Kane In Your Corner: What you need to know about the use of herbal product Kratom

The herbal product, sold at convenience stores, is being used for everything from pain relief to boosting energy. But doctors warn there can be serious, even fatal side effects.

Walt Kane

Apr 29, 2024, 9:26 AM

Updated 27 days ago


An herbal product from Asia, known as Kratom, has become a popular choice to relieve pain, boost energy and ease anxiety. But some doctors say Kratom could have serious, or even fatal consequences.
Trish Bossone will never forget the phone call, informing her that her 33-year-old son, CJ, had died. CJ was a recovering addict, but he had been for years, so Bossone says when he broke his arm, he avoided using painkillers and turned to Kratom, which is sold at many convenience stores.
“He's like, ‘Mom, it's legal. It's an herbal pain supplement’,” Bossone recalls.
According to his autopsy, CJ died of “mixed drug intoxication including mitragynine”, the scientific name for Kratom. And his death may not be an isolated case. Kratom has been mentioned on over 4,000 autopsies nationwide.
The Food and Drug Administration advises consumers not to use Kratom because of what it calls, “the risk of serious adverse events,” adding that “in rare cases, deaths have been associated with kratom use.” The agency says most of the people who died were taking Kratom along with other medications. That includes CJ, who had a prescription for Adderall.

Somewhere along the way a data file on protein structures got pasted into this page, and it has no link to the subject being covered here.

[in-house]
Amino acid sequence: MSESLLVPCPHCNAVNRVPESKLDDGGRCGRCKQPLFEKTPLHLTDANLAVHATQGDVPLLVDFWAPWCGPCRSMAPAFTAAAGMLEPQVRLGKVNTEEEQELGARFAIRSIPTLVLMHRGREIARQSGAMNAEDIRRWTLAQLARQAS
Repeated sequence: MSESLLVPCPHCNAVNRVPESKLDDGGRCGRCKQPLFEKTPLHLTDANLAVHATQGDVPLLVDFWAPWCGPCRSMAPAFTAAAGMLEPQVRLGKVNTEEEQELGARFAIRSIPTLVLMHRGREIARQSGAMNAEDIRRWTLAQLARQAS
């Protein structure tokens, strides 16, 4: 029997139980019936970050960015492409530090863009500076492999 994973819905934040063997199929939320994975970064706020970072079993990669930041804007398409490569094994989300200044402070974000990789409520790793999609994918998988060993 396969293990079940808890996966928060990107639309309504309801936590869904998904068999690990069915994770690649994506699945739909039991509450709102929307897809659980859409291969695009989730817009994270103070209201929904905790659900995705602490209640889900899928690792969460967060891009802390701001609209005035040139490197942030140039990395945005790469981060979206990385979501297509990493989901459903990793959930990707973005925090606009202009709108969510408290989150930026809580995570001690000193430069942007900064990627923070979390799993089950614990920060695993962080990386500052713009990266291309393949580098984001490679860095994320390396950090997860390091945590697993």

Dr. Deena Adimoolam says she would also advise patients to avoid Kratom. “It actually works on our opioid receptors, so it may be actually working the same way that opioids would work with your pain medication,” she says.
The American Kratom Association insists Kratom can be used safely for everything from pain relief to extra energy. “It’s an alternative that has fewer side effects than prescription medications,” says Mac Haddow, the group’s senior public policy fellow.
The AKA is lobbying for a bill it calls the Kratom Consumer Protection Act, which would require better labeling and only allow Kratom to be sold to adults.
“It’s a natural product. It is a botanical supplement. That doesn't mean it's safe, per se, but it means that it should be regulated properly, and the consumer should responsibly consume it,” Haddow says.
Six states have banned Kratom, but there are currently no restrictions on its sale in the tri-state area. That may soon change. New Jersey Assemblyman Sean Kean (R – Wall Township) has introduced legislation he calls “CJ’s Law”, which would ban Kratom in New Jersey.
Trish Bossone says CJ’s law would be proof her son did not die in vain. “I do believe Kratom was what killed him,” she says. “That's what I believe.”

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